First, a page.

Inproceedings: An article in a conference proceedings.
Abstract (Abstract): shot summary in a article that contain essentials elements presented during a scientific conference, lecture or from a poster.
Stem cell populations derived from heart and pancreas show a with a unique phenotype and give rise to functional cardiomyocytes and insulin-producing cells, respectively
Title of the conference
Stockholm, Sweden, August 28-September 01, 2010
European Heart Journal
Publication type : Meeting Abstract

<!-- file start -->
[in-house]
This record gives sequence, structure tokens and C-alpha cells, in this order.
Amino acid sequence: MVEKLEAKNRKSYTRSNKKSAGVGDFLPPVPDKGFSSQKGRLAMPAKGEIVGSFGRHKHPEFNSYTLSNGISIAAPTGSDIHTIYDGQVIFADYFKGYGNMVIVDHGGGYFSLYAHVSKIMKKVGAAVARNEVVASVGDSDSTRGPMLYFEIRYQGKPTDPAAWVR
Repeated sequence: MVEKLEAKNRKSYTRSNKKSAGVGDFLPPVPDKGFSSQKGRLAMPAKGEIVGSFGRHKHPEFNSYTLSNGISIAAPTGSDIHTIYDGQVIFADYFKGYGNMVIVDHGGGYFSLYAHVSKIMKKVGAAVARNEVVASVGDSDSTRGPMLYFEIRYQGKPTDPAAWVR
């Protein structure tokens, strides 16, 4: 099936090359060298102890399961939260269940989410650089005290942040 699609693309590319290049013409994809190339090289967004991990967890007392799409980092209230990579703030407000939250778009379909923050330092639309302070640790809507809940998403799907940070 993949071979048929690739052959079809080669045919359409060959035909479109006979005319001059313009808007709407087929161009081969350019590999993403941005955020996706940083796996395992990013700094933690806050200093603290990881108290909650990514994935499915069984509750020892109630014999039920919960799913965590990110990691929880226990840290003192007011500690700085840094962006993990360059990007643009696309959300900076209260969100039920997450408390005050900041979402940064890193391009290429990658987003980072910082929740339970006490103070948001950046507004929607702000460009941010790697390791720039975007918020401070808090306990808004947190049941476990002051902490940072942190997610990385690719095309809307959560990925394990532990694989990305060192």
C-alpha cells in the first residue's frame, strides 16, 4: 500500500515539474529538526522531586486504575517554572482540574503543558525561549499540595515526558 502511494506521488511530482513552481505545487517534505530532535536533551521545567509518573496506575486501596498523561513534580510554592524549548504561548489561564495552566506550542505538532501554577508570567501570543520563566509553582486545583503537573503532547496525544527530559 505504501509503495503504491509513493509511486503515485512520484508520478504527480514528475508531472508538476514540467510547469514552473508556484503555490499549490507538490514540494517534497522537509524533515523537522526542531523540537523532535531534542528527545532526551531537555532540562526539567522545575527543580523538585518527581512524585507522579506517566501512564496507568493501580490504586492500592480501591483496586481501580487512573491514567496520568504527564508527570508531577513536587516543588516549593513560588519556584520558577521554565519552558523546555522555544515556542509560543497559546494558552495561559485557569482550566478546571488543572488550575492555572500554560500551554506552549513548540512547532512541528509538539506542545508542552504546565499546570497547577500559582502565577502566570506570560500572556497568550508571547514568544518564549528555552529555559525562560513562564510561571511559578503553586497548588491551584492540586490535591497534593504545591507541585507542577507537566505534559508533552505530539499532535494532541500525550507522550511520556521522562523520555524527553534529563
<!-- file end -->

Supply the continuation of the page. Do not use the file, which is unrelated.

Introduction: Recently, mesenchymal stem cells (MSC) of perivascular origin have been identified in several organs not including the heart. Using a novel cell isolation protocol, we have isolated cells sharing common characteristics from mouse hearts and pancreas. The aim of the present study was to characterize these cells in vitro.Methods: Cells were isolated from neonatal and adult mouse hearts and pancreas and cultured for more than 6 months. Surface marker expression was analyzed by flow cytometry and immunocytochemistry. Cell differentiation was tested using multiple differentiation media. Insulin production by pancreas-derived cells was tested by dithizone staining.Results: Cells showing a similar, distinctive morphology were obtained from the heart and pancreas after 4-8 weeks of culture. Cells from the two organs also showed a very similar immunophenotype, characterized by expression of c-kit (stem cell factor receptor), CD44, the common leukocyte marker CD45, and the monocytic markers CD11b and CD14. A significant proportion of cardiac and pancreatic cells expressed NG2, a marker for pericytes and other vascular cells. A significant proportion of cardiac, but not of pancreatic cells expressed stem cell antigen-1 (Sca-1). However, cells did not express T, B or dendritic cell markers. Cells of both cardiac and pancreatic origin spontaneously formed "spheres" (spherical cell aggregates similar to "neurospheres" formed by neural stem cells) in vitro. Cardiosphere formation was enhanced by TNF-alpha. Several cardiospheres (but no "pancreatospheres") derived from neonatal (but not adult) cells showed spontaneous rhythmic contractions, thus demonstrating cardiac differentiation (this was confirmed by immunostaining for alpha-sarcomeric actinin). Beating activity was enhanced by low serum conditions. Cells from both organs formed adipocytes, osteocytes and osteocytes under appropriate conditions, the typical differentiation pattern of MSCs. Pancreas-derived cells also formed dithizonepositive insulin-producing cells.Conclusions: We have defined cardiac and pancreatic cell populations that share a common morphology, growth characteristics, and a unique immunophenotype. Expression of perivascular and monocytic markers, along with stem/priogenitor cell markers by these cells suggests a relationship with pericytes-mesoangioblasts and so-called multipotent monocytes. Cells show MSC-typical growth and differentiation patterns, together with tissue-specific differentiation potential: cardiomyocytes for cardiac-derived cells and insulinproducing cells for pancreas-derived cells.
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